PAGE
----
The protesters, it should be noted, were divided. There is footage of protesters helping police move back other protesters, even as police spray the crowd with what appears to have been capsicum spray. There is YouTube footage of a speaker trying to calm the more angry among the crowd.
And that’s just among the protesters. The violent protesters have since been condemned by Australia’s peak Muslim group, the Australian Federation of Islamic Councils. Vice-President Ikebal Patel said ‘Prophet Mohammed, peace and blessings upon him, promoted love and peace and deplored any acts of violence irrespective of circumstances.’
Leaders of Australia’s Islamic community condemn the violent scenes that were seen on the streets of Sydney yesterday.
The protest was not sanctioned or authorised by any Islamic organisation.
They also condemned the movie.
Some of the early responses by certain media figures have been predictable. Andrew Bolt’s first blog was headlined: ‘We let them in. Now they threaten.’ Bolt was found guilty of breaching the Racial Discrimination Act when he wrote a few columns vilifying Indigenous Australians. One imagines that some Indigenous Australians might express similar sentiment to Bolt’s headline when reading yet another hateful rant on his blog.
Meanwhile, Tim Blair from the Daily Telegraph blogged his ‘solution’: ‘Simply pack up your scimitars, wrap all of your womenfolk in their favourite freedom sacks, and get the hell out of Australia.’ Oozing with scorn for Muslims, Blair went from ‘A young Australian mother records her child’s first threat to decapitate infidels’ to ‘Beheading was a major theme at yesterday’s peaceful Islamic call for slaughter’.
As all Muslims everywhere are routinely expected to denounce anything a Muslim does anywhere that westerners don’t like, should we expect all Australians to denounce the sentiments of Bolt and Blair? The idea that Muslims must leave Australia if some of them somewhere commit a crime or have political views that other people don’t like should be considered rather astonishing, even as we may note its prevalence. This idea of conditional citizenship, for a nation that is almost exclusively made up of immigrants, should be considered outrageous and plainly discriminatory. Yet Prime Minister Gillard joined in the dog whistling, insisting that ‘this kind of conduct has no place on the streets of our country’.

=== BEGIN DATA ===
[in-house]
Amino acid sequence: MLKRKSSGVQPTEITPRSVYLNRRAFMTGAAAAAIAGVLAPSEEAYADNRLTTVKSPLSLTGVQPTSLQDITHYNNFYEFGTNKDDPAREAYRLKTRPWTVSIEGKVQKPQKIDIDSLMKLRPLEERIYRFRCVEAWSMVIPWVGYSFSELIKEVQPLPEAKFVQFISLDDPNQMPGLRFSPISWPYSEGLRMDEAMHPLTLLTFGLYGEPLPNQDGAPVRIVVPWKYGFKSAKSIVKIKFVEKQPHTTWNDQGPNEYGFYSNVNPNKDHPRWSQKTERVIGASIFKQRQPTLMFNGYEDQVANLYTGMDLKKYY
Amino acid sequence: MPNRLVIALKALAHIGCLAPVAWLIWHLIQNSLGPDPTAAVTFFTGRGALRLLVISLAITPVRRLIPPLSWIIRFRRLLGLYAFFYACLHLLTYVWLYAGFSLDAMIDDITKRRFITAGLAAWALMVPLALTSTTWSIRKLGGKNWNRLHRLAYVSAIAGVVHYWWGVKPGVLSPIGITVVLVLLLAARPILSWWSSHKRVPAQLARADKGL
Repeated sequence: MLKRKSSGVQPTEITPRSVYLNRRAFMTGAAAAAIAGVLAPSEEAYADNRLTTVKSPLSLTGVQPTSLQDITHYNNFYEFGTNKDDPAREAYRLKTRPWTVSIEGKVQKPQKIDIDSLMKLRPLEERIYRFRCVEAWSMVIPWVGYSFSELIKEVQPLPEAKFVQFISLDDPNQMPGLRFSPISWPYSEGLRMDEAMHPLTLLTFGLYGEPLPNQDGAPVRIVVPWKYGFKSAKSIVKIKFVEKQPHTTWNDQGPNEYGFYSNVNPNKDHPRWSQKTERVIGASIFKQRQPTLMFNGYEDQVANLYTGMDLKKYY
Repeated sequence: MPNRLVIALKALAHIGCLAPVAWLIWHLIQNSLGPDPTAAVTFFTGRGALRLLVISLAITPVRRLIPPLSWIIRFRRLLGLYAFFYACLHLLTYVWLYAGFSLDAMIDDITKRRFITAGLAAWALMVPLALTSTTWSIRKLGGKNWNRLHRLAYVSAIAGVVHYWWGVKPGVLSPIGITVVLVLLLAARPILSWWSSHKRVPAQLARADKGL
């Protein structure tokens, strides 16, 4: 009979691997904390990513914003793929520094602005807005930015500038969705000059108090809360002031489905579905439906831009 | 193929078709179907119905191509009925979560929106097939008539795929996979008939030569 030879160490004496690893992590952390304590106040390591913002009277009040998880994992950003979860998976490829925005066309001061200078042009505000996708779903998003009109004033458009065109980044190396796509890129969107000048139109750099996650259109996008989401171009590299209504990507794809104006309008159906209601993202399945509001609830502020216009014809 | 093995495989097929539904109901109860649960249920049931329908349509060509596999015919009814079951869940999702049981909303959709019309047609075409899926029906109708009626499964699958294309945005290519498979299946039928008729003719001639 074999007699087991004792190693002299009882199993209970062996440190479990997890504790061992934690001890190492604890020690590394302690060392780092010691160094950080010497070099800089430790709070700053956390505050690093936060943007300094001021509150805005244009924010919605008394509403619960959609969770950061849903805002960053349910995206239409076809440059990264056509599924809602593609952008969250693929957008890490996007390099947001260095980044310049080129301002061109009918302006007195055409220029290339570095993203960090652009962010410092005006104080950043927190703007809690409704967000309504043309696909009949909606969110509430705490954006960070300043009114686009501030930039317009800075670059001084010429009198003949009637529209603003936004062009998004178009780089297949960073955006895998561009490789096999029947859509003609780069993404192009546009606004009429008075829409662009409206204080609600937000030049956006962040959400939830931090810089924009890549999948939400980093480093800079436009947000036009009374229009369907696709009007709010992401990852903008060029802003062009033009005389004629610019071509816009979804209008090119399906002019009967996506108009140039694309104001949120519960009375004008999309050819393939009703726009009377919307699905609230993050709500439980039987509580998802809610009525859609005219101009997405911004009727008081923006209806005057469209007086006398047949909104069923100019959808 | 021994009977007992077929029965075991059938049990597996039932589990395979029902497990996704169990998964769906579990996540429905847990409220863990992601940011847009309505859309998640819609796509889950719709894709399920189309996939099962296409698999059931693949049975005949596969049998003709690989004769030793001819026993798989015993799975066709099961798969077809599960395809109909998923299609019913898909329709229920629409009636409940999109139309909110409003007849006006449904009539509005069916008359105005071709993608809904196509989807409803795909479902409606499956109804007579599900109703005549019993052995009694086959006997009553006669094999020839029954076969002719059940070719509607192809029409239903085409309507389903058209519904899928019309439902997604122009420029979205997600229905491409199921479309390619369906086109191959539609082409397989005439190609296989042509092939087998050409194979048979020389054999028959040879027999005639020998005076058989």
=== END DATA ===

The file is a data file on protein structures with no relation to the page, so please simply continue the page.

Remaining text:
There is a sense that Muslims just need to learn to put up with people saying things they don’t like. FitzSimons, for example, also expressed outrage at those who held up ‘such ludicrous signs’ as ‘Behead all those who insult the prophet’. Now, I don’t appreciate this sentiment either. However, in the United States at least, this would be protected under the First Amendment as freedom of speech.
I happen to agree that freedom of speech should include the right to offend others. As Chomsky said:
With regard to freedom of expression there are basically two positions: you defend it vigorously for views you hate, or you reject it in favour of Stalinist/Fascist standards.
Australia can hardly pose as a country which upholds the former.
Only a few days ago, the Daily Telegraph launched a campaign against ‘trolls’ on twitter. The story began:
HATE-filled Twitter trolls who anonymously taunt, threaten or urge their victims to take their own lives are on notice from today.
Today we launch a campaign to stand up to the faceless bullies and to urge Twitter to unmask them and turn them in to authorities so they can be prosecuted.
So people who taunt others should be turned in to authorities to be prosecuted. Acting Prime Minister Wayne Swan endorsed the campaign, as did Nicola Roxon and Kevin Rudd.